• Data element (or item) : name, description, data type, validity (range, value sets, etc)
    • Group of data elements (or grouped items): relative order of elements within the group, branching logic, computations and complex validation
  • Codes from clinical terminologies
    • Reference terminologies (RT) (e.g SNOMED CT or LOINC) are developed to provide exact and complete representations of a given domain’s knowledge including entities and their relationships. They are typically optimized to support storage, retrieval and classification of clinical data
    • Codes: Terms or expressions expressing data elements as well as groups are defined to support clinician’s entry of patient information in computer programs (interface terminology).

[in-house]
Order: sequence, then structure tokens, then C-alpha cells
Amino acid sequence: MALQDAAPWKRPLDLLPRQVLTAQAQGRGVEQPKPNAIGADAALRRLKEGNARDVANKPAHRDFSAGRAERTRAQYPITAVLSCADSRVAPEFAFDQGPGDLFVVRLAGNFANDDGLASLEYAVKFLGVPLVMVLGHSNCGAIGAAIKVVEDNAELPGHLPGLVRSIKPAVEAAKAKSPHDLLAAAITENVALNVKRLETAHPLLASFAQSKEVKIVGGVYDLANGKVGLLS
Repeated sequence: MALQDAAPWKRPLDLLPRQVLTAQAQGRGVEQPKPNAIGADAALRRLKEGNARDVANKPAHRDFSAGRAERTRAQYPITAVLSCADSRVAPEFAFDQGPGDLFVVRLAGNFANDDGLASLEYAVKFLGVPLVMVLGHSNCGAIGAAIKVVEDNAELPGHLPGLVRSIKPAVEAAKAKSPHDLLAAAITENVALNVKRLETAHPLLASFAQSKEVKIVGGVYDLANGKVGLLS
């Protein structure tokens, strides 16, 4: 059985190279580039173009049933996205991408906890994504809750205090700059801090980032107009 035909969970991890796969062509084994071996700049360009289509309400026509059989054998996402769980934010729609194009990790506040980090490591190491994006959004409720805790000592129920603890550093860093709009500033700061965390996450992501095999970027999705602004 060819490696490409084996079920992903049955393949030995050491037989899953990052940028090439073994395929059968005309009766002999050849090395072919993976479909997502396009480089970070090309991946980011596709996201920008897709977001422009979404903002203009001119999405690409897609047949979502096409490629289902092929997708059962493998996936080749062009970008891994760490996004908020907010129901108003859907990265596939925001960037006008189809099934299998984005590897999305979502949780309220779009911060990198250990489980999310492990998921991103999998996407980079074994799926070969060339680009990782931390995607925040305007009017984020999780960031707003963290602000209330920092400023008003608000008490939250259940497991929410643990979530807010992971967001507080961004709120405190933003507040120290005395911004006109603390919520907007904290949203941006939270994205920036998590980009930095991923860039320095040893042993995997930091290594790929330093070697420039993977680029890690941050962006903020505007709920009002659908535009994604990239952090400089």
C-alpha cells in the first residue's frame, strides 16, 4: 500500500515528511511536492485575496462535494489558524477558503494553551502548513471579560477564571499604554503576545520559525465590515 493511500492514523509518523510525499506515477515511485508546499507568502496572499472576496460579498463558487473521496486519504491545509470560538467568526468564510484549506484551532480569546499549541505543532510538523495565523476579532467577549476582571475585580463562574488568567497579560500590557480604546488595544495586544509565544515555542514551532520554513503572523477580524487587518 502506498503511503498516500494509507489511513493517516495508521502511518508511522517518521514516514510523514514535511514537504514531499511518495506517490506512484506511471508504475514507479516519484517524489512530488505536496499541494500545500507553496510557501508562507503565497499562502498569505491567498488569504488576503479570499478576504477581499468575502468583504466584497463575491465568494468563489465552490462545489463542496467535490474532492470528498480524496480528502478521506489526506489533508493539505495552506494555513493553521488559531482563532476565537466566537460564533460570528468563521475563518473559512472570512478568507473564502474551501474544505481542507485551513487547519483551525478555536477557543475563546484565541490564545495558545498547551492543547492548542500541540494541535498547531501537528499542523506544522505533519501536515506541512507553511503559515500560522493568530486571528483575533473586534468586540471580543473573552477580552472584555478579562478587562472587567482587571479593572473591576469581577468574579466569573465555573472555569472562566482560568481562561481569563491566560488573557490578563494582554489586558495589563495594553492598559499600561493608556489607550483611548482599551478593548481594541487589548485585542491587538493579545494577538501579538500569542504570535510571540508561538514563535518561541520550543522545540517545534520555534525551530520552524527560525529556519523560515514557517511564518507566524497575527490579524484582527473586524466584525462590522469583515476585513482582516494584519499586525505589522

Standards & Systems

  • Clinical documents: There are many examples worldwide of implementation of structured reports usually using Web technologies (e.g such as the CAP electronic cancer check lists in XML). But, these formats are specific for each country which prevents their exchange universally.

Several studies have focused on defining an appropriate IT standard to comprise the structured and encoded clinical documents.

    • ISO/IEC 11179 standard

The ISO/IEC 11179 standard was originally developed for descriptive metadata repositories and concerned with issues such as provenance. ISO/IEC 11179 is now in use by several US government organizations. The National Cancer Institute’s cancer Data Standards Repository (caDSR) is also based upon ISO/IEC 11179. In this standard, a data element is defined as a combination of a concept and a value domain: the latter defines a set of properties such as data type, range, list of values, maximum length, minimum length and format (a limited type of pattern validation, such as YYYY-MM-DD for dates). ISO/IEC 11179 was not designed in the context of form-based SDE.